Intel has an interesting paper where they use pixel syncing which is a hardware feature only Intel's integrated GPUs have ... so no one cares.
     
  7. Flow-Fire-Games

    Flow-Fire-Games

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    Thanks for the detailed response.

    "none of them work 100% of the time."
    Thats what I meant. This works 0% of the time as of now.
    So this is just not developed in shader graph it seems.
    I will use opaque with alpha clip now and hope AA will solve the messy edges
     
  8. bgolus

    bgolus

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    Yep. HDRP is completely designed with the assumption you’re using TAA.

    Out of curiosity, is there a particular reason you’re using Shader Graph and not the built in HDRP/Lit shader?
     
  9. Flow-Fire-Games

    Flow-Fire-Games

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    TAA gives me some very messy black border artefacts in all versions of HDRP ive tested so far (camera TAA setting) but It will sure be fine by the time of our release. Also it has a very well tweaked FXAA implementation that is usable.

    ------------------------------------

    Shader Graph topic:

    I heavily doubt any Unity user / Studio that is professional ever uses the standard shader aside of for things with little complexity like some plants or stones. It does not matter how good the standard shader is, it is a fixed one size fits all solution that is just not realistic for real world professional usage. And for the amateurs who don't make custom shaders, those clearly are not doing channel packing. So the real usage of the lit shader is low-effort background props or bought assets with classic texture workflow or quick tests but for that the forced channel packing is a large inconvenience.

    The same issue with a standard terrain material. Its just never going to be viable in a professional environment, there are always a lot of custom needs and any time spent on the lit shader would be much more efficiently used in shader graph.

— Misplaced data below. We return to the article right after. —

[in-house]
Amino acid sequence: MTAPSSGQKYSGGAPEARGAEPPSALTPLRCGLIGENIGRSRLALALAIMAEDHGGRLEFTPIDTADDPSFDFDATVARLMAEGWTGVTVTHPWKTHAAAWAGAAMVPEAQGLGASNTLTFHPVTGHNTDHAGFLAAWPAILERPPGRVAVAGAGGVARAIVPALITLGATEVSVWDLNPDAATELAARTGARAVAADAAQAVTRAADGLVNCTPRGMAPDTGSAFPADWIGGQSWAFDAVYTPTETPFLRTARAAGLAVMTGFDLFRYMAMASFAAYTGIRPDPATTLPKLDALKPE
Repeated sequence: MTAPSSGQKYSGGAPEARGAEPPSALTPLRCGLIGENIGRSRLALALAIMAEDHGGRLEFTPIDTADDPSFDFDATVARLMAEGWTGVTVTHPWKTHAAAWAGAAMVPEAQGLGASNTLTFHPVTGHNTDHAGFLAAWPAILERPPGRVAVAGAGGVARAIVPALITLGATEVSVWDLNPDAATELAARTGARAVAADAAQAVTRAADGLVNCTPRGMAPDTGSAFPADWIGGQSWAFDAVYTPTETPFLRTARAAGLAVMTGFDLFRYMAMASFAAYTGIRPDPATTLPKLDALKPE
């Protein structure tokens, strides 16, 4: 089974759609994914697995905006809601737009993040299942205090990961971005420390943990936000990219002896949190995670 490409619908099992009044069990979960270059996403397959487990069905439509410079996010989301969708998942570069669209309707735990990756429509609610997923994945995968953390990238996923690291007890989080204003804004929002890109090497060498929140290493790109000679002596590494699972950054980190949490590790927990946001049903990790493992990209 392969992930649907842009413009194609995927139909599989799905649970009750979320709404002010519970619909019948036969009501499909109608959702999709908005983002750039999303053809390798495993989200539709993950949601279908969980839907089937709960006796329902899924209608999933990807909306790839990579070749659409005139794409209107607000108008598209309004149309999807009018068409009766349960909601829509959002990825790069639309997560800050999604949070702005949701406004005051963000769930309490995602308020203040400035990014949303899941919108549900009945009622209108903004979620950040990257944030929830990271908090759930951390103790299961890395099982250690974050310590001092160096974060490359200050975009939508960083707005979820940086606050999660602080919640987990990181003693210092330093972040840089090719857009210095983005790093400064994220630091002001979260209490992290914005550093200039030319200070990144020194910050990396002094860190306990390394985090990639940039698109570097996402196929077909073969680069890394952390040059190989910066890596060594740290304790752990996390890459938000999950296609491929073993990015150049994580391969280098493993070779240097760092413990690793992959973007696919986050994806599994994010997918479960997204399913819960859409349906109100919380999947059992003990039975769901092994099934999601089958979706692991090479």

Unity has harshly paid for the many years of lacking behind the unreal 3 or even UDK material editor and still trying to push people towards a standard shader is never going to end well and was really bad historically. Unity has gotten a reputation for looking bad as a cause, while UDK has thrived a community of tech savy artists one upping each other with the material editor. Not even the collaborating studios in the unity blog posts wanted to use the standard shader.
    Hell, cryengine had the best looking shaders for many years but still it was one of the main critique points that they were fixed.

    Really the same with the new terrain tools. They look amazing, but if its bound to one shader, I will have to use hard meshes with a custom shader. Its just not viable. The shader itself is way too simple, and even if it were cutting edge I still couldnt do the things I want, from how it looks, to effects like sand, glitter, animations, decals, deformation etc etc.


    For our hero unit shader workflow, I use a wear mask based approach that is very simple but effective.
    Things I have that the standard shader does not provide:

    - Uses a simple 2 material approach based on unique masks and tiling textures
    I make a wear mask that sets 2 materials apart basically, one usually metal (base layer) and one coating
    The coating is usually rough and the metal glossy, and this automatically makes a complete appearance with just one B&W wear mask and some flat colors required

    - Support for tiling camouflage / skins texture overlay "coat"
    - Support for secondary decal texture overlay
    - Support for degrading wear and coat layer based on the master wear mask
    - Support for hit flash animation
    - Support for AO Based Grime
    - Support for Pivot Ground contact Sand



    Here is a quick demo (pretty low res due to close up)
    I mean I couldnt even do something as basic as a secondary texture overlay with the lit shader, let alone a third, and the UX is a mess. There just can't be one size that fits all or even most. Maybe for most beginners but never for professionals.
     
    Last edited: Sep 13, 2019 at 1:06 PM
  10. bgolus

    bgolus

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    Yep, in total agreement. Technically we use a lot of the Standard shader in the projects I've been on for the environment, but I've always modified it at least a little, and have lots of custom shaders for hero assets.